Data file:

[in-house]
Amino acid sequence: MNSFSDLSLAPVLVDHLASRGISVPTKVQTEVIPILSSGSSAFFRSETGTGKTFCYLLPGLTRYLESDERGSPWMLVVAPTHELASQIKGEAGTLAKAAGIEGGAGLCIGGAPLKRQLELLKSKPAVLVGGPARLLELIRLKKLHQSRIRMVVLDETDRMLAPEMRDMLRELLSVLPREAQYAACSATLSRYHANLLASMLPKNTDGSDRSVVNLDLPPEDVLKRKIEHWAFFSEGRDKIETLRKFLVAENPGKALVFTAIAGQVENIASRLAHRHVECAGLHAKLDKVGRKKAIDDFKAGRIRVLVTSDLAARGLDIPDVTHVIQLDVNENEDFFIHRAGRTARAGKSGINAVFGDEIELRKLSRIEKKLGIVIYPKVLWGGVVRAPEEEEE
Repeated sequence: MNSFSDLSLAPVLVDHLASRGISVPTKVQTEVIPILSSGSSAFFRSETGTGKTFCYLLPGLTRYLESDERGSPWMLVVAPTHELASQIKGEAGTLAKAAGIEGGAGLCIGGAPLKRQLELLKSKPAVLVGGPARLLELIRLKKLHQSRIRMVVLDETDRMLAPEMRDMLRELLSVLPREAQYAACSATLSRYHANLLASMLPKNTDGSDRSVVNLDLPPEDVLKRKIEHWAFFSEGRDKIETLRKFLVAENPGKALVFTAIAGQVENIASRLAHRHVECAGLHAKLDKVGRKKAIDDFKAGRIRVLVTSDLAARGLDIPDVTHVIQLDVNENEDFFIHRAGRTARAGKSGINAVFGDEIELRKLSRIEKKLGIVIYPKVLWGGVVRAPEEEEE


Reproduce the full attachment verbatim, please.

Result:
[in-house]
Amino acid sequence: MNSFSDLSLAPVLVDHLASRGISVPTKVQTEVIPILSSGSSAFFRSETGTGKTFCYLLPGLTRYLESDERGSPWMLVVAPTHELASQIKGEAGTLAKAAGIEGGAGLCIGGAPLKRQLELLKSKPAVLVGGPARLLELIRLKKLHQSRIRMVVLDETDRMLAPEMRDMLRELLSVLPREAQYAACSATLSRYHANLLASMLPKNTDGSDRSVVNLDLPPEDVLKRKIEHWAFFSEGRDKIETLRKFLVAENPGKALVFTAIAGQVENIASRLAHRHVECAGLHAKLDKVGRKKAIDDFKAGRIRVLVTSDLAARGLDIPDVTHVIQLDVNENEDFFIHRAGRTARAGKSGINAVFGDEIELRKLSRIEKKLGIVIYPKVLWGGVVRAPEEEEE
Repeated sequence: MNSFSDLSLAPVLVDHLASRGISVPTKVQTEVIPILSSGSSAFFRSETGTGKTFCYLLPGLTRYLESDERGSPWMLVVAPTHELASQIKGEAGTLAKAAGIEGGAGLCIGGAPLKRQLELLKSKPAVLVGGPARLLELIRLKKLHQSRIRMVVLDETDRMLAPEMRDMLRELLSVLPREAQYAACSATLSRYHANLLASMLPKNTDGSDRSVVNLDLPPEDVLKRKIEHWAFFSEGRDKIETLRKFLVAENPGKALVFTAIAGQVENIASRLAHRHVECAGLHAKLDKVGRKKAIDDFKAGRIRVLVTSDLAARGLDIPDVTHVIQLDVNENEDFFIHRAGRTARAGKSGINAVFGDEIELRKLSRIEKKLGIVIYPKVLWGGVVRAPEEEEE